The next species to grace the spotlight, the Canada Darner, is one that is not seen all that often—and when it is spotted, it's often high up on a tree trunk. Another one of the mosaic darners, a group that that includes the Happy-face Darner (Paddle-tailed Darner), the Canada Darner is best known by its "notched" side stripes that look like slippers or clogs.
Here's a typical view of a Canada Darner, perched on the vertical surface of a light-colored tree trunk.
A closer look reveals simple appendages and cream-colored spots on the last segment 10 of the abdomen.
These features are consistent with both a Canada Darner and a Variable Darner, but the prominent front stripes on the thorax, and the robust stripe on the top of segment 2, indicate that the Canada Darner is the more likely identification. To be certain, though, we need to see the side stripes of the thorax.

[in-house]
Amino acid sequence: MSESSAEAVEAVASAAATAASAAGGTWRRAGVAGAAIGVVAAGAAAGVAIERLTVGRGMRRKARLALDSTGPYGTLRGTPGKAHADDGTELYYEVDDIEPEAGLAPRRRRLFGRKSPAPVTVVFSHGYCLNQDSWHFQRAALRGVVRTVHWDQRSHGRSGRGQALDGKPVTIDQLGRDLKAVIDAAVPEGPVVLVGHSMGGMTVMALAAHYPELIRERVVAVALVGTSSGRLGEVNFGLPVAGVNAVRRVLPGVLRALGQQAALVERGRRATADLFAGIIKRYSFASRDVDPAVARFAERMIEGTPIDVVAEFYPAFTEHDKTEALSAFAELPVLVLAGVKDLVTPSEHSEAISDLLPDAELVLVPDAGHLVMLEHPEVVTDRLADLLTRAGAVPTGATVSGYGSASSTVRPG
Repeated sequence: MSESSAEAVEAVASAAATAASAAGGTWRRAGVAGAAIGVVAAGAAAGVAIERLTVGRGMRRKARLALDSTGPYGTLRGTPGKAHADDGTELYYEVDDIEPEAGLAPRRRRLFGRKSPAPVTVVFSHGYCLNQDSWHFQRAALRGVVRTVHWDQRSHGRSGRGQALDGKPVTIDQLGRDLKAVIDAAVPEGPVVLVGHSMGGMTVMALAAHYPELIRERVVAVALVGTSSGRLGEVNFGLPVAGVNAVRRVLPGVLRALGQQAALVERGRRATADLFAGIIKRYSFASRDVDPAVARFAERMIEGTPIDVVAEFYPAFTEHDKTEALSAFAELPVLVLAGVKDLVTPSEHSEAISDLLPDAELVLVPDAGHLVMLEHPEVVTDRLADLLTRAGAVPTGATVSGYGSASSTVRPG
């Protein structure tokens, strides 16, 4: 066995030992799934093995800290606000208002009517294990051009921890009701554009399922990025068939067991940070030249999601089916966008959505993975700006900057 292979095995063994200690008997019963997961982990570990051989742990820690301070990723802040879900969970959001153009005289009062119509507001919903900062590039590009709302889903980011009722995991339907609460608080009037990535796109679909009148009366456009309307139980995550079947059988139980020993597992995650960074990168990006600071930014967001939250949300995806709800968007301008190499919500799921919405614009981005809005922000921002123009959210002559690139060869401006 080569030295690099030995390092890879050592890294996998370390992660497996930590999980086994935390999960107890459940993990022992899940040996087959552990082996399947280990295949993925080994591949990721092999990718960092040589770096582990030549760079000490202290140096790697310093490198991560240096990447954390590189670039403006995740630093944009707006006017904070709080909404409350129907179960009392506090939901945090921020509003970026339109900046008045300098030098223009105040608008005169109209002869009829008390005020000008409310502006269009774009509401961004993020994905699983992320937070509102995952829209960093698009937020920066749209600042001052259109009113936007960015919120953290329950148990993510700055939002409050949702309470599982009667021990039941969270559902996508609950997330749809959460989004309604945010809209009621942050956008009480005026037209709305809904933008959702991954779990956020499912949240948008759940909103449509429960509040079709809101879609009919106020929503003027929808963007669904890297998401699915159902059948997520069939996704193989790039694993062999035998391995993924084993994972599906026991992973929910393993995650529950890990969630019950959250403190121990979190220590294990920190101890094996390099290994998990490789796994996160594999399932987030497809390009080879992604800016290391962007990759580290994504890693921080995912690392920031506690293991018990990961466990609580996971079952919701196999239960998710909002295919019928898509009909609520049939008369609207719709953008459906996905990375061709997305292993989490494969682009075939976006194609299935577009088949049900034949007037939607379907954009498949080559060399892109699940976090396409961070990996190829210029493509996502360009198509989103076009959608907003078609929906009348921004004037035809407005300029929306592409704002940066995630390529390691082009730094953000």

The next photo shows another Canada Darner perched high in a tree. In this case, you can just barely see the notched shape of the side stripe through the front wing. This confirms the identification.
Here's a better look at the side stripes. Notice that the forward side stripe looks like a house slipper, or a clog, with the toes near the dragonfly's head. The rear side stripe is shaped like a short spike pointing forward.
A slightly closer view of the same individual:
We haven't seen this species in Anacortes, but it is seen occasionally at Barnaby Slough, high in the foothills of the Cascades. We see it on a more regular basis at the Beaver Pond near Sun Mountain Lodge in eastern Washington.
Find out more about this species, and the other mosaic darners, in my new field guide: